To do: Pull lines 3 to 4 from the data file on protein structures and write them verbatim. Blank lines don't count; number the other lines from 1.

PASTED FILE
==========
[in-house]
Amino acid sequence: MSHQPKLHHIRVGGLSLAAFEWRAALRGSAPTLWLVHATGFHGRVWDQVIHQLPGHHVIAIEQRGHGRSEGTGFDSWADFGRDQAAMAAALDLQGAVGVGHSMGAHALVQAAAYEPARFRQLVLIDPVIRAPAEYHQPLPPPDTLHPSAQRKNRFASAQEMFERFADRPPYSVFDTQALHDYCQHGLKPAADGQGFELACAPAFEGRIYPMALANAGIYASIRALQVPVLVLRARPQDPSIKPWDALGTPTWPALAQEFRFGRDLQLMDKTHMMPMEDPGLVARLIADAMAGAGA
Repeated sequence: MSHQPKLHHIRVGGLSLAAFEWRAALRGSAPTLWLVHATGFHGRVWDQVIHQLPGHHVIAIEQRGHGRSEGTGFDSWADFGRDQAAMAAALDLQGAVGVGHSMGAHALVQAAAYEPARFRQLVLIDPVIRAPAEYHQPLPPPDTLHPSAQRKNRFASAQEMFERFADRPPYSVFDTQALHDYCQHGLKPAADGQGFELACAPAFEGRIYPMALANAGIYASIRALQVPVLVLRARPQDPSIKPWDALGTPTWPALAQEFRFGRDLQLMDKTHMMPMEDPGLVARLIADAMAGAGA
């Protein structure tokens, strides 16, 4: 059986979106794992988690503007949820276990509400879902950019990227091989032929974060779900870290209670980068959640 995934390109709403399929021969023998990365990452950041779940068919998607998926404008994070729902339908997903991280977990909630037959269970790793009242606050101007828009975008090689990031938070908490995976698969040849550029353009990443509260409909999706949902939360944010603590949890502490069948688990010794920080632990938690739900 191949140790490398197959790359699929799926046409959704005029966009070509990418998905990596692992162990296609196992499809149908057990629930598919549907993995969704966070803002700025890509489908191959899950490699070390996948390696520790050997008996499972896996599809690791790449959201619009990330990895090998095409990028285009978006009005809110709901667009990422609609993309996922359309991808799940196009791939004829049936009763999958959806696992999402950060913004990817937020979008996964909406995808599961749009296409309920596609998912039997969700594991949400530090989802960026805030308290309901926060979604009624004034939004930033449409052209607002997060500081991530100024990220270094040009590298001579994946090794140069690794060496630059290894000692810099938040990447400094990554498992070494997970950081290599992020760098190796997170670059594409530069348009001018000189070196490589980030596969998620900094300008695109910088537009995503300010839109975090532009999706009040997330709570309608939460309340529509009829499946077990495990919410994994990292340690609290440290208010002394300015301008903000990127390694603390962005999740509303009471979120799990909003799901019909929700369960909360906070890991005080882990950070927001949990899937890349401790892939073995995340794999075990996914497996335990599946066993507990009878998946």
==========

Repeated sequence: MSHQPKLHHIRVGGLSLAAFEWRAALRGSAPTLWLVHATGFHGRVWDQVIHQLPGHHVIAIEQRGHGRSEGTGFDSWADFGRDQAAMAAALDLQGAVGVGHSMGAHALVQAAAYEPARFRQLVLIDPVIRAPAEYHQPLPPPDTLHPSAQRKNRFASAQEMFERFADRPPYSVFDTQALHDYCQHGLKPAADGQGFELACAPAFEGRIYPMALANAGIYASIRALQVPVLVLRARPQDPSIKPWDALGTPTWPALAQEFRFGRDLQLMDKTHMMPMEDPGLVARLIADAMAGAGA
């Protein structure tokens, strides 16, 4: 059986979106794992988690503007949820276990509400879902950019990227091989032929974060779900870290209670980068959640 995934390109709403399929021969023998990365990452950041779940068919998607998926404008994070729902339908997903991280977990909630037959269970790793009242606050101007828009975008090689990031938070908490995976698969040849550029353009990443509260409909999706949902939360944010603590949890502490069948688990010794920080632990938690739900 191949140790490398197959790359699929799926046409959704005029966009070509990418998905990596692992162990296609196992499809149908057990629930598919549907993995969704966070803002700025890509489908191959899950490699070390996948390696520790050997008996499972896996599809690791790449959201619009990330990895090998095409990028285009978006009005809110709901667009990422609609993309996922359309991808799940196009791939004829049936009763999958959806696992999402950060913004990817937020979008996964909406995808599961749009296409309920596609998912039997969700594991949400530090989802960026805030308290309901926060979604009624004034939004930033449409052209607002997060500081991530100024990220270094040009590298001579994946090794140069690794060496630059290894000692810099938040990447400094990554498992070494997970950081290599992020760098190796997170670059594409530069348009001018000189070196490589980030596969998620900094300008695109910088537009995503300010839109975090532009999706009040997330709570309608939460309340529509009829499946077990495990919410994994990292340690609290440290208010002394300015301008903000990127390694603390962005999740509303009471979120799990909003799901019909929700369960909360906070890991005080882990950070927001949990899937890349401790892939073995995340794999075990996914497996335990599946066993507990009878998946």